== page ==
BY SANDY STAGGS
While most school districts have moved up their school calendar to accommodate the epic solar eclipse that will leave a swath of darkness across the Upstate in a couple of weeks, Spartanburg District 6’s theatre department is getting an even earlier jump with its first official Summer Program production of “Disney’s Alice in Wonderland Jr.”
Assembled by director and Dorman theatre chair Ms. Leah Ruth Wren in a mere two weeks, “Alice in Wonderland” is a thoroughly entertaining musical adventure for the entire family. And this production is FREE for all, though donations are welcome!
Based on Lewis Carroll’s classic books and the Disney animated film, “Alice in Wonderland” is obviously not as polished as Dorman’s extravagant spring finales , which are typically in rehearsal for two months, but it clearly showcases the district’s wealth of dedicated talent (sixth grade to seniors) that will be featured in four shows this year.
The majority of the songs are taken directed from Disney’s 1951 animated movie with additional music and lyrics by Bryan Louiselle and David Simpatico (also book writer).
Young Sarah Wren gleefully plays Alice in a part so big she shares it with her classmates every time she drinks a potion or eats a magic cookie: Cassandra Rollins is small Alice and Makayla Greeley is tall Alice. And although the young ladies are physically similar in stature, this division does give parts to more youth.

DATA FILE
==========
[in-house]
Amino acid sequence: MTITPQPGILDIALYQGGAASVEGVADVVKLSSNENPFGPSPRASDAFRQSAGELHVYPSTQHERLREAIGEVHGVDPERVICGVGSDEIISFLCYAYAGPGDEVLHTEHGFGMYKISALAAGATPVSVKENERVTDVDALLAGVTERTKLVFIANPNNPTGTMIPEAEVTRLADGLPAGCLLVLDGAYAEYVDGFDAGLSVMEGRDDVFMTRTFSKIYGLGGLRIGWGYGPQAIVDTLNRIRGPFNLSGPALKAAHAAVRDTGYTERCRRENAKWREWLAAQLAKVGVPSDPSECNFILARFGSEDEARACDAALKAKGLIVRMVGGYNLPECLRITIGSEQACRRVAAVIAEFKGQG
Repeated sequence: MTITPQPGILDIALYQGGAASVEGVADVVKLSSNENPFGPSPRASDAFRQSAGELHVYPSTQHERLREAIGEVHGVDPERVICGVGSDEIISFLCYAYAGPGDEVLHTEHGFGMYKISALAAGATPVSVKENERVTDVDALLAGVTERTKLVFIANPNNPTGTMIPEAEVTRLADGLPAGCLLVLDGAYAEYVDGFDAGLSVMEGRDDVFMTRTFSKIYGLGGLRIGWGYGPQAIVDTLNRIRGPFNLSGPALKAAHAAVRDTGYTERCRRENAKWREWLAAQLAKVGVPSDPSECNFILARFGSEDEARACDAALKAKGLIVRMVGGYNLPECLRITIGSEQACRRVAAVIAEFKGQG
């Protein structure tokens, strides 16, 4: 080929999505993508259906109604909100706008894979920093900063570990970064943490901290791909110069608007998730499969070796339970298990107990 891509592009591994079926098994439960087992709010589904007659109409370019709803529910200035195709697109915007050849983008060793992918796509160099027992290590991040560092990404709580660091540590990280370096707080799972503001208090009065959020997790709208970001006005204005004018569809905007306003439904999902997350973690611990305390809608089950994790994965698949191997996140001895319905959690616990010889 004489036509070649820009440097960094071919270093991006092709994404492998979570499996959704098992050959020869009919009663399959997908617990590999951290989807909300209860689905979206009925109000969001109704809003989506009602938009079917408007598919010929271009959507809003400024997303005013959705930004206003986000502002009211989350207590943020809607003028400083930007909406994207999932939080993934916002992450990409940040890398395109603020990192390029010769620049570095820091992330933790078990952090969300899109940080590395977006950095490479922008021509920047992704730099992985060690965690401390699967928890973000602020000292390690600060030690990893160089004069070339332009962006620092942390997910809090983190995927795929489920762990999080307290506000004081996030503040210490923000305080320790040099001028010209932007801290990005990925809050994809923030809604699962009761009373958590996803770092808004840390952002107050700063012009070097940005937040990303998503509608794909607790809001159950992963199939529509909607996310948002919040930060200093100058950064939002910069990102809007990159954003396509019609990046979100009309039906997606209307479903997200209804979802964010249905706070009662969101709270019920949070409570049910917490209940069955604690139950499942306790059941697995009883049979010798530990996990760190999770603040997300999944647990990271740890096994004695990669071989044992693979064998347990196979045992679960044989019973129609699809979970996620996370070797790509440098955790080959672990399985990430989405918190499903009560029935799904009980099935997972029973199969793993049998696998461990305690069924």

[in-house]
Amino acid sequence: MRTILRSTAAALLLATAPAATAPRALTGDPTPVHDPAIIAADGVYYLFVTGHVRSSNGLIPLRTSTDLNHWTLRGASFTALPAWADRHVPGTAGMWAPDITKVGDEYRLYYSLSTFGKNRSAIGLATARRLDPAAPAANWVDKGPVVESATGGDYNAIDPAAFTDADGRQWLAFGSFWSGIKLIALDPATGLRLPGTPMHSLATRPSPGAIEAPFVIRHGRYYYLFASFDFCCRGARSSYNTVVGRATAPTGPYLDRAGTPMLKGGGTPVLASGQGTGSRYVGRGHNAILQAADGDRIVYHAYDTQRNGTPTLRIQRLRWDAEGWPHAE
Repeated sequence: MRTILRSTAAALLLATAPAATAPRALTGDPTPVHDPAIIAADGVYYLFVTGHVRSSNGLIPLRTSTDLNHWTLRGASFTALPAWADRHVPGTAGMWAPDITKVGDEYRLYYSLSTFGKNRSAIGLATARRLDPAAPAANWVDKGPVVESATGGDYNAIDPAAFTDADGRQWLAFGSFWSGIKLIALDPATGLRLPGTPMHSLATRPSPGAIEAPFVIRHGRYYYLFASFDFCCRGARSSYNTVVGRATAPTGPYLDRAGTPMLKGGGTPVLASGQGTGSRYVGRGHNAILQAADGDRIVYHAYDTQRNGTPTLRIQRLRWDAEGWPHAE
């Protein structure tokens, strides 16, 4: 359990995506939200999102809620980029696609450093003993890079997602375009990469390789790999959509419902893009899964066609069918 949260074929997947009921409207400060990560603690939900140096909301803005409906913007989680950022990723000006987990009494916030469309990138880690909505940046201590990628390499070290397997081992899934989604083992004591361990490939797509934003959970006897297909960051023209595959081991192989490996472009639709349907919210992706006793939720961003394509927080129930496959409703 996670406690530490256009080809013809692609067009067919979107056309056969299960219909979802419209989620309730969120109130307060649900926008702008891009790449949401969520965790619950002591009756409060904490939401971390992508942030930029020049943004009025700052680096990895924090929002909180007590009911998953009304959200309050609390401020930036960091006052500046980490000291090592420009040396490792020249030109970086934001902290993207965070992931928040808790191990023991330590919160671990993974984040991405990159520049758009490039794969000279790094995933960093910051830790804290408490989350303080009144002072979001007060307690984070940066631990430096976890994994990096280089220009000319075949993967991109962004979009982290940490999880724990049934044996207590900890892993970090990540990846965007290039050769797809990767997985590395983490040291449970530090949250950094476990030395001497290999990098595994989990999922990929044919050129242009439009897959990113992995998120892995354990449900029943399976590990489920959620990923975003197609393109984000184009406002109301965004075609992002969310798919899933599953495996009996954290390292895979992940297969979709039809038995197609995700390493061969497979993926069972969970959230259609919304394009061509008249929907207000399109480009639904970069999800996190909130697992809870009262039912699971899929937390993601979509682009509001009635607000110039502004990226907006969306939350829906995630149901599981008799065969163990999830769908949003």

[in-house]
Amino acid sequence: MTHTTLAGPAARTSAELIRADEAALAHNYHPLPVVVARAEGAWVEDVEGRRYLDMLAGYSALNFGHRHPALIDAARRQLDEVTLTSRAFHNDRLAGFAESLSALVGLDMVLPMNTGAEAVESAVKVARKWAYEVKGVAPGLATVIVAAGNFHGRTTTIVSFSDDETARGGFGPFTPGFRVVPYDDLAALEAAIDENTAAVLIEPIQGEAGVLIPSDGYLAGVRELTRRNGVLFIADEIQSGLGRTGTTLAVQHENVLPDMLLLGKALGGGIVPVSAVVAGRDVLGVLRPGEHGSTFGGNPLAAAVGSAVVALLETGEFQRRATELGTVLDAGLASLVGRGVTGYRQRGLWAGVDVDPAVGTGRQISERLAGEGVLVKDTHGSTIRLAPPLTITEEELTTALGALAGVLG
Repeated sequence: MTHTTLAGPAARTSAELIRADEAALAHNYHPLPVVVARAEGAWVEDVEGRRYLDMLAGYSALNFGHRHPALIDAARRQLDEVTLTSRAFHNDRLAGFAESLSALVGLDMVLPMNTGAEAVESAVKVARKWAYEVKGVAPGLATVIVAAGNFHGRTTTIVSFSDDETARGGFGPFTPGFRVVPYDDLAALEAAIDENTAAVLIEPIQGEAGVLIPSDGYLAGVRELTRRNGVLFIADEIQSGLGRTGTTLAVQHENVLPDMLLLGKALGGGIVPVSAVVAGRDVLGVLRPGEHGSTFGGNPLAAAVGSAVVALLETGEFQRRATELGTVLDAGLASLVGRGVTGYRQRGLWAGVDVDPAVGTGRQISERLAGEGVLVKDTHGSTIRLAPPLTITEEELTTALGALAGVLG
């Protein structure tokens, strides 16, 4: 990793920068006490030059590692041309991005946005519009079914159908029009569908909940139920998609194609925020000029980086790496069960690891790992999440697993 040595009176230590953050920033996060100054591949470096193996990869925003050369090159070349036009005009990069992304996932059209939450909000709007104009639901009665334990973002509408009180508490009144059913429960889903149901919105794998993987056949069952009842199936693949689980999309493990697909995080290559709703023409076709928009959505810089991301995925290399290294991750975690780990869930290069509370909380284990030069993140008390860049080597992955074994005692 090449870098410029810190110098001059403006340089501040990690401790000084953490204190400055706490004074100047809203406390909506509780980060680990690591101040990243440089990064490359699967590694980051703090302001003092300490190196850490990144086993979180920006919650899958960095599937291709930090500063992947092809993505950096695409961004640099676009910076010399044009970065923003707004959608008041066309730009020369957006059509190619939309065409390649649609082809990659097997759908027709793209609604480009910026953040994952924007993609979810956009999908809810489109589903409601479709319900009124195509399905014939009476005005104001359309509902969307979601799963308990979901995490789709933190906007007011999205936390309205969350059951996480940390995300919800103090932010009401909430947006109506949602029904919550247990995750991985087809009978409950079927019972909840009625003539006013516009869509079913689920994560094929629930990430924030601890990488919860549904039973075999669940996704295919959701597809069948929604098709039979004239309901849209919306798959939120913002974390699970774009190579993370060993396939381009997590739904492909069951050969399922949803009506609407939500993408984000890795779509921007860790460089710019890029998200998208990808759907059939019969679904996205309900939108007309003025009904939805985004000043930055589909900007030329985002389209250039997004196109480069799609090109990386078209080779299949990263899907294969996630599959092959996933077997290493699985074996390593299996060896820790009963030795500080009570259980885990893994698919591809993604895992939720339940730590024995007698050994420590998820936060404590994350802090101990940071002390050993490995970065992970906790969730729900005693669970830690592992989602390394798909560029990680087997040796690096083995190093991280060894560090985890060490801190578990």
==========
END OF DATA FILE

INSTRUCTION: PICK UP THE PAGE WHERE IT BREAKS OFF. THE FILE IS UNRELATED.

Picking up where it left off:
And all of Carroll’s peculiar characters make an appearance.
Perrion Porter, who was amazing as the Donkey in “Shrek,” returns in this show with new big ears as the stage-hopping White Rabbit, who’s always running behind schedule and leaves a lasting impression “I’m Late!”
This version also splits up the role of the Cheshire Cat into a trio played by Jamya Crawford, Trinity McDowell and Jenna Williams.
The intelligence-challenged chubby twins Tweedle Dee and Tweedle Dum (a riotous Antonio Martinez and Richardson Sturkey) get all tangled up in “How D’ye Do And Shake Hands.”
“The Golden Afternoon” gets The Supremes treatment by a bouquet of fresh flowers: Elizabeth Hill is Daisy, Leah Hall is Lily, Kristine Grizzle is Petunia, Hope Rollins is Rose and Isabella Crist is Violet.
Kate Yarbray sure knows how to make an entrance as the Caterpillar and a boisterous, hearty rendition of “Zip-a-Dee-Doo-Dah.” How this catchy tune from the 1946 “Song of the South” based on Uncle Remus stories got in this show, I have no answer. But it works.
The Mad Hatter (senior Alex Davis from last year’s “Fools” in classic Harpo Marx attire) and March Hare (Cameron Malone) have a frolicking tea party and play musical chairs in “The Unbirthday Song.”
Miss Rollins sheds her rose petals for hearts as the feisty, tempestuous Queen, whose favorite line is “Off with Her Head!” And she is fantastic in her “Simon Says” dual with Wren’s victorious Alice. And as the height-challenged King, Jake Leonard demonstrates his comedic talents with aplomb when he descends the stairs on his “knees.”
Also in this production in dual roles are youngster Jacob Groetsch as the Doorknob and 3 of Clubs, Ayslyn Gibbs as Dormouse and 2 of Clubs, and Tenaee Simpson as the Dodo Bird and Ace of Spades.
The choreography by drama teacher Blair Dawkins is festive and plentiful and particularly potent in the opening number and finale “Alice in Wonderland” and the infectious jazzy tempo of “Zip-a-Dee-Doo-Dah.”
Music direction is by Alvetta Smith, Assistant Director is Christen Roper, Costumes are by Kennedy Roberts and Technical Director is Troy McDowell.
“Alice in Wonderland, Jr.” runs Thursday – Saturday, August 10-12 at 7 p.m. and also at 2 p.m. on Saturday at Dorman High School College Career Fine Arts Center, 1050 Cavalier Way in Roebuck. FREE!